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Glaucoma Basics: What You Need to Know About Diagnosing, Treating and Preventing Glaucoma

Believe it or not, 50% of people who have glaucoma don’t even know they have it. In America alone, over 3 million Americans are affected, yet it’s still one of the most misunderstood eye diseases.

If you want to take your eyesight seriously, read on to learn what the symptoms of glaucoma are, how it is diagnosed and treated, and what you can do to prevent it.

And if you’re looking for glaucoma treatment in Perrysburg, you’ll find some important tips to follow before scheduling your visit with Perrysburg Eye Center.

What is glaucoma?

Glaucoma is a group of eye diseases causing optic nerve damage, which can result in vision loss and even blindness. Glaucoma comes in second only to cataracts as the leading cause of blindness in the world, and it’s estimated that 4.2 million people will have glaucoma by 2030.

The exact cause of glaucoma has not been determined, but the top risk factor is an increase in eye pressure. For those with high pressure, the aqueous humor (the clear fluid inside the eye designed to provide nourishment) fails to drain. The resultant pressure causes peripheral blurring or blind spots, which will only get worse with time. Treatment will not restore lost vision, but it can lessen the severity of vision loss.

The good news is that 9 out of 10 of those yearly eye injuries are completely preventable by wearing the right protective eyewear. No matter what sport or physical activities your young ones are getting into this year, make sure they’re using the appropriate type of eye protection for safe fun.

Glaucoma has two main types

  • Open-angle glaucoma
  • About 9 out of 10 Americans suffering from glaucoma have open-angle glaucoma. Starting with side vision loss in both eyes, the pressure buildup in the eye causes no pain. And with few to no symptoms, detection is nearly impossible unless tested by your ophthalmologist.

    Left untreated, advanced open-angle glaucoma results in severe tunnel vision and eventually irreversible blindness.

  • Acute angle-closure glaucoma
  • Also called chronic angle-closure, it is less common than open-angle. The space between the cornea and iris narrows, blocking drainage and causing a rapid increase in eye pressure. Symptoms include sudden blurriness, extreme pain in the eyes, nausea and headaches.

    If not immediately treated, the likelihood of blindness is very high.

Who is at risk?

No matter how old you are, there is some risk for developing glaucoma. Even though people over 60 are more likely to develop glaucoma — it’s one of the leading causes of blindness for them — it isn’t just an elderly disease. In fact, .01% of American newborns, or 1 in 10,000, are born with glaucoma. African Americans above age 40 in particular are at risk, as are people who are nearsighted, those with diabetes or those with a family history of the disease.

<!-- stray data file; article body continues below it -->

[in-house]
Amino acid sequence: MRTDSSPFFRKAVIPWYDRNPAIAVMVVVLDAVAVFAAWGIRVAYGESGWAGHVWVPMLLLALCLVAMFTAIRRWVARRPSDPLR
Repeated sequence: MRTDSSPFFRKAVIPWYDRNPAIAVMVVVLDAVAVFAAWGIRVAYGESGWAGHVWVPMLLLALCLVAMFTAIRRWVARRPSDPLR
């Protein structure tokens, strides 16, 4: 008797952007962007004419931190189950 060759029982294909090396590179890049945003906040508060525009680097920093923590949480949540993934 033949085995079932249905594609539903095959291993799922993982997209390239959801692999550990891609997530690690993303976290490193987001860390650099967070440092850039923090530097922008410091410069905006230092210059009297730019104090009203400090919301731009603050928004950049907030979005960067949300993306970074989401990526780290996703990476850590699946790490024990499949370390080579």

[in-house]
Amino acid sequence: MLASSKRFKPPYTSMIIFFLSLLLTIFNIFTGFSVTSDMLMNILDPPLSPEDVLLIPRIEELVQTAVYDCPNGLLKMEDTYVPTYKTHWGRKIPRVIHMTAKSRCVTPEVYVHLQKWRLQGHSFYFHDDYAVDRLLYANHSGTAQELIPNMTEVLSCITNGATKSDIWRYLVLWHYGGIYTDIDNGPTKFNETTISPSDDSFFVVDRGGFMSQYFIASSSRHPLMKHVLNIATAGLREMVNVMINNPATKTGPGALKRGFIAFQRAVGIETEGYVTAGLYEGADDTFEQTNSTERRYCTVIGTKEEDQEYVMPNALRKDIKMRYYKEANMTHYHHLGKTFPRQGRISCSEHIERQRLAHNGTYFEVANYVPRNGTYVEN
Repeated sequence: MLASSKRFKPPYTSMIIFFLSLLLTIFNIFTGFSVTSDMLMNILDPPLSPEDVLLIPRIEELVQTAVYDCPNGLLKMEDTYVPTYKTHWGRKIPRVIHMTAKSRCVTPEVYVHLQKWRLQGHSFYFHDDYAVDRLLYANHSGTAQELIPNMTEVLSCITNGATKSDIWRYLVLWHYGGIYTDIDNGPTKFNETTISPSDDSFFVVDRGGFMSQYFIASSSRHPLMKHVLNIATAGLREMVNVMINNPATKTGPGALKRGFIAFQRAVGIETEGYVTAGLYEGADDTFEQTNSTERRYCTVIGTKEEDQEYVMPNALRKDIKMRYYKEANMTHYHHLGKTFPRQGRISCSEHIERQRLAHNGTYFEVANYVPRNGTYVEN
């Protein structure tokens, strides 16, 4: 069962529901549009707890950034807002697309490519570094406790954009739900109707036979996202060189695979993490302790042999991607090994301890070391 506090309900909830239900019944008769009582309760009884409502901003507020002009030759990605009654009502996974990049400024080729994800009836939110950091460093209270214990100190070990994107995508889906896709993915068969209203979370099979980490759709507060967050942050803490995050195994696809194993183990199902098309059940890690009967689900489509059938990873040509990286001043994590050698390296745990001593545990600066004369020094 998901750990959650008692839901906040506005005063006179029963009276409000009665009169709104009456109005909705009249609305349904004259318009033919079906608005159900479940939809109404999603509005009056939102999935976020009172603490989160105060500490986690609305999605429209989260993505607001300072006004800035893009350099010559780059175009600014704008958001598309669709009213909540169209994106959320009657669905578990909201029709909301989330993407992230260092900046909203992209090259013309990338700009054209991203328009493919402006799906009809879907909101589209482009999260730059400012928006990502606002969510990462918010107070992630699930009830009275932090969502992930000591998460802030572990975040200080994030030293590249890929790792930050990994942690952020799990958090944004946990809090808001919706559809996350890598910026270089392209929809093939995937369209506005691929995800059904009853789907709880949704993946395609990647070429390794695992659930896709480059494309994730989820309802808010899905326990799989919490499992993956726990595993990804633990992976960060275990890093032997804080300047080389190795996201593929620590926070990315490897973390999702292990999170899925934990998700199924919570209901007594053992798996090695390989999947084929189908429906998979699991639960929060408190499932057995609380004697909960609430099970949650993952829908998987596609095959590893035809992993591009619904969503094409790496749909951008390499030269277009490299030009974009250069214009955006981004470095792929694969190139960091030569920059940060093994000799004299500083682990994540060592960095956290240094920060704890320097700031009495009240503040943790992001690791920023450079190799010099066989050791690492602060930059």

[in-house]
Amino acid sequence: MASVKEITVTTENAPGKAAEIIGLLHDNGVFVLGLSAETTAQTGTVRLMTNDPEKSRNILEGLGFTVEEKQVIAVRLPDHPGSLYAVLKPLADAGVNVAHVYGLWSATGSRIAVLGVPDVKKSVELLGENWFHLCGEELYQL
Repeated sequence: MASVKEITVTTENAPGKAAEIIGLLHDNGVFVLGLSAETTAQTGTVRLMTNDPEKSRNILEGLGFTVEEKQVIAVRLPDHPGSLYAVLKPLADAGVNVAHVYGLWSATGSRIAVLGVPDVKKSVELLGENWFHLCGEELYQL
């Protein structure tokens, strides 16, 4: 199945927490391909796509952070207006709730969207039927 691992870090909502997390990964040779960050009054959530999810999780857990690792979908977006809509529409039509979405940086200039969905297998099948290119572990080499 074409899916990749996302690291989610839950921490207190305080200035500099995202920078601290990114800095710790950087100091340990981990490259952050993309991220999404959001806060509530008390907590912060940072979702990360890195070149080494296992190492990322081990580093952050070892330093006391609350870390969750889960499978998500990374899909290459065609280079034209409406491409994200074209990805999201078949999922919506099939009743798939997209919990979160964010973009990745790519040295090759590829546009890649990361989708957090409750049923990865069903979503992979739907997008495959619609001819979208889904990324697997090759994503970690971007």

Is there a cure for glaucoma?

Currently there is no known cure for glaucoma. The good news? The earlier the detection, the more likely the possibility of slowing vision loss, and certain medical and surgical interventions may help lessen its impact on your quality of eyesight.

The earlier glaucoma is detected, the more likely vision loss can be slowed.

This is why regular eye exams are a small but crucial way to make sure glaucoma is diagnosed and treated as early as possible. Your vision depends on it!

How glaucoma is diagnosed

Comprehensive eye exams

Diagnosis is the best way to reduce the extent of damage that glaucoma will cause. When your eye doctor performs a routine eye examination, he or she will use a tonometer, a device that measures eye pressure. Other instruments, like the ophthalmoscope, will help detect any optic nerve damage. The visual field test, to determine how far you can see clearly, will indicate if you’re experiencing any peripheral or central vision loss.

Your doctor will be able to review your medical history with you to see if you have any other risk factors. The glaucoma test is pain-free, quick and easy — a worthwhile part of your comprehensive eye exam to help you preserve your vision.

How to treat glaucoma

You cannot reverse damage caused by glaucoma, but you can slow or prevent vision loss through treatment and regular checkups, especially if you catch the disease in its early stages. The goal of glaucoma treatment is to lower eye pressure, also called intraocular pressure.

Treatment to lower intraocular pressure might include any combination of:

  • Prescription eye drops
  • Eye drops, which can help eye fluid drain properly, are usually the first part of glaucoma treatment. Since your bloodstream absorbs some of the eye drop medicine, you may experience side effects unrelated to your eyes. Keep your eyes closed for 1–2 minutes after putting in your drops. If you also use artificial tears, make sure to wait a few minutes in between taking them and prescription eye drops.